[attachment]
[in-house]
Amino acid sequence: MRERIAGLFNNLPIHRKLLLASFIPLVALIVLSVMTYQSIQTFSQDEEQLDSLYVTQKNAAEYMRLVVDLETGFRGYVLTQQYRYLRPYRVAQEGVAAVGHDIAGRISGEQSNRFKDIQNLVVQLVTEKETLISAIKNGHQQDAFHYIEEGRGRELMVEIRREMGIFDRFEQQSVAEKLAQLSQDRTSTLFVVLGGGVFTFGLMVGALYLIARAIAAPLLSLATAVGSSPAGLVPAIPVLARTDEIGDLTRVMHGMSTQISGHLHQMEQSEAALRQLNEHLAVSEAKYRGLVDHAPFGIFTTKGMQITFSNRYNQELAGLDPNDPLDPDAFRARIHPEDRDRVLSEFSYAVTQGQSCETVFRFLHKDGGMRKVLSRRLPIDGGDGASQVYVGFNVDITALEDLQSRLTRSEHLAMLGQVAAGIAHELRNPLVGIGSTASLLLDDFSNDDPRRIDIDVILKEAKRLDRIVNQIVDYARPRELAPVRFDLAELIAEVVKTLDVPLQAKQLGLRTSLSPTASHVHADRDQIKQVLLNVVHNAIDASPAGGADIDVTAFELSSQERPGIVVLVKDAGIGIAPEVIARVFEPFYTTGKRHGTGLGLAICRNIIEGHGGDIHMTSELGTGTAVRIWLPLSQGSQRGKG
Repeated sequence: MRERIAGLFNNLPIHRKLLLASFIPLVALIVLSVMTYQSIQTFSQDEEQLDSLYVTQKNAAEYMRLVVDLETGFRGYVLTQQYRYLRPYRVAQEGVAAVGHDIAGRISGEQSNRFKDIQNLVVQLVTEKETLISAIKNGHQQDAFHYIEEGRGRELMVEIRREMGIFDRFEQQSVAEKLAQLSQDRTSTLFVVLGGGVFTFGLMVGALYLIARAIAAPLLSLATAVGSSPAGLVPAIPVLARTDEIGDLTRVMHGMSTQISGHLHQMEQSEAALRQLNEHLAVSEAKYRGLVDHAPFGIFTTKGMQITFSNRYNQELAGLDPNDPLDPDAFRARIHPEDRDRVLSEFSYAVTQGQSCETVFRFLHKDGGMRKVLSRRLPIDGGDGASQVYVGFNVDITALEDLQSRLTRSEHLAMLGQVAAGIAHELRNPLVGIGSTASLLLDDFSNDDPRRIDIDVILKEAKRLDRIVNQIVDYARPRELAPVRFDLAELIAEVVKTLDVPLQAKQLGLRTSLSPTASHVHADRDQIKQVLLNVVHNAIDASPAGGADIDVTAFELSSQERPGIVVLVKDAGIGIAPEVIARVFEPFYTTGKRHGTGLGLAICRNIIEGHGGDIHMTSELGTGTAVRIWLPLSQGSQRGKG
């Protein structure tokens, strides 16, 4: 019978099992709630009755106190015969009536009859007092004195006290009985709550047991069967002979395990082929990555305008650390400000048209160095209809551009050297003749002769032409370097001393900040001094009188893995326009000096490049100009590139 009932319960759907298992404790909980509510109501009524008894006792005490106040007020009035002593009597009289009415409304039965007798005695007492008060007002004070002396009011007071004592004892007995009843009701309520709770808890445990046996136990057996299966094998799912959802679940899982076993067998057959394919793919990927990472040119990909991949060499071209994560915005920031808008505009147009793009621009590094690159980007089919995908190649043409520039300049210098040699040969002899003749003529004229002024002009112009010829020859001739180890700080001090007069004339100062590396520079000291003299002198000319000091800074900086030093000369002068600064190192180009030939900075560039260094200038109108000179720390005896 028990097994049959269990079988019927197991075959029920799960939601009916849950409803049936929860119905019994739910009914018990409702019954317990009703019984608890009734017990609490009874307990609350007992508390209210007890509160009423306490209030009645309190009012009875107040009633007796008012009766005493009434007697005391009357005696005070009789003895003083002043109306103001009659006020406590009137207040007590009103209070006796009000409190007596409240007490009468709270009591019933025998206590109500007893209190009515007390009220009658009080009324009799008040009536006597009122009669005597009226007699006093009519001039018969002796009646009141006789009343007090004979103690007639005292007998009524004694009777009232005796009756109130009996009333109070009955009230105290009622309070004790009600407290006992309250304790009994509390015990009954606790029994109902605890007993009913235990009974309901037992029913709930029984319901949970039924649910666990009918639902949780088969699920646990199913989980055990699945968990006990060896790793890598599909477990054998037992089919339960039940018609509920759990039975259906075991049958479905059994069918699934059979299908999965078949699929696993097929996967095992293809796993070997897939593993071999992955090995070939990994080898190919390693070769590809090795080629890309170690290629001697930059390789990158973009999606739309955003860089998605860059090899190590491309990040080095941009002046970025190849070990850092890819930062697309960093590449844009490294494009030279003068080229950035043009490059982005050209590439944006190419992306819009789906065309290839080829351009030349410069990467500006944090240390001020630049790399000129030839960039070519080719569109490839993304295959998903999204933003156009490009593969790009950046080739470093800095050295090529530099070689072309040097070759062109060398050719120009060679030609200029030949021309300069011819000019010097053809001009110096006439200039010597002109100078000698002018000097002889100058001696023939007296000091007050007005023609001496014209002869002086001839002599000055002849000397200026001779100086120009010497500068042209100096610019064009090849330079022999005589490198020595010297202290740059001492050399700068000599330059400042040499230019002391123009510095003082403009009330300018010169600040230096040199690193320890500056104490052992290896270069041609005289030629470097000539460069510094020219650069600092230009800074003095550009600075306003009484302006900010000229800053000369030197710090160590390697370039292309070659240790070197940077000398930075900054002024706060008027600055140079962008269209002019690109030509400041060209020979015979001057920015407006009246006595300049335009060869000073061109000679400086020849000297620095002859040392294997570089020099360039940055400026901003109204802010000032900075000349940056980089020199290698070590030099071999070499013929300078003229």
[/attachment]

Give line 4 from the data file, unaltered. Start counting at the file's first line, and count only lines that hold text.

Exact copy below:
């Protein structure tokens, strides 16, 4: 019978099992709630009755106190015969009536009859007092004195006290009985709550047991069967002979395990082929990555305008650390400000048209160095209809551009050297003749002769032409370097001393900040001094009188893995326009000096490049100009590139 009932319960759907298992404790909980509510109501009524008894006792005490106040007020009035002593009597009289009415409304039965007798005695007492008060007002004070002396009011007071004592004892007995009843009701309520709770808890445990046996136990057996299966094998799912959802679940899982076993067998057959394919793919990927990472040119990909991949060499071209994560915005920031808008505009147009793009621009590094690159980007089919995908190649043409520039300049210098040699040969002899003749003529004229002024002009112009010829020859001739180890700080001090007069004339100062590396520079000291003299002198000319000091800074900086030093000369002068600064190192180009030939900075560039260094200038109108000179720390005896 028990097994049959269990079988019927197991075959029920799960939601009916849950409803049936929860119905019994739910009914018990409702019954317990009703019984608890009734017990609490009874307990609350007992508390209210007890509160009423306490209030009645309190009012009875107040009633007796008012009766005493009434007697005391009357005696005070009789003895003083002043109306103001009659006020406590009137207040007590009103209070006796009000409190007596409240007490009468709270009591019933025998206590109500007893209190009515007390009220009658009080009324009799008040009536006597009122009669005597009226007699006093009519001039018969002796009646009141006789009343007090004979103690007639005292007998009524004694009777009232005796009756109130009996009333109070009955009230105290009622309070004790009600407290006992309250304790009994509390015990009954606790029994109902605890007993009913235990009974309901037992029913709930029984319901949970039924649910666990009918639902949780088969699920646990199913989980055990699945968990006990060896790793890598599909477990054998037992089919339960039940018609509920759990039975259906075991049958479905059994069918699934059979299908999965078949699929696993097929996967095992293809796993070997897939593993071999992955090995070939990994080898190919390693070769590809090795080629890309170690290629001697930059390789990158973009999606739309955003860089998605860059090899190590491309990040080095941009002046970025190849070990850092890819930062697309960093590449844009490294494009030279003068080229950035043009490059982005050209590439944006190419992306819009789906065309290839080829351009030349410069990467500006944090240390001020630049790399000129030839960039070519080719569109490839993304295959998903999204933003156009490009593969790009950046080739470093800095050295090529530099070689072309040097070759062109060398050719120009060679030609200029030949021309300069011819000019010097053809001009110096006439200039010597002109100078000698002018000097002889100058001696023939007296000091007050007005023609001496014209002869002086001839002599000055002849000397200026001779100086120009010497500068042209100096610019064009090849330079022999005589490198020595010297202290740059001492050399700068000599330059400042040499230019002391123009510095003082403009009330300018010169600040230096040199690193320890500056104490052992290896270069041609005289030629470097000539460069510094020219650069600092230009800074003095550009600075306003009484302006900010000229800053000369030197710090160590390697370039292309070659240790070197940077000398930075900054002024706060008027600055140079962008269209002019690109030509400041060209020979015979001057920015407006009246006595300049335009060869000073061109000679400086020849000297620095002859040392294997570089020099360039940055400026901003109204802010000032900075000349940056980089020199290698070590030099071999070499013929300078003229």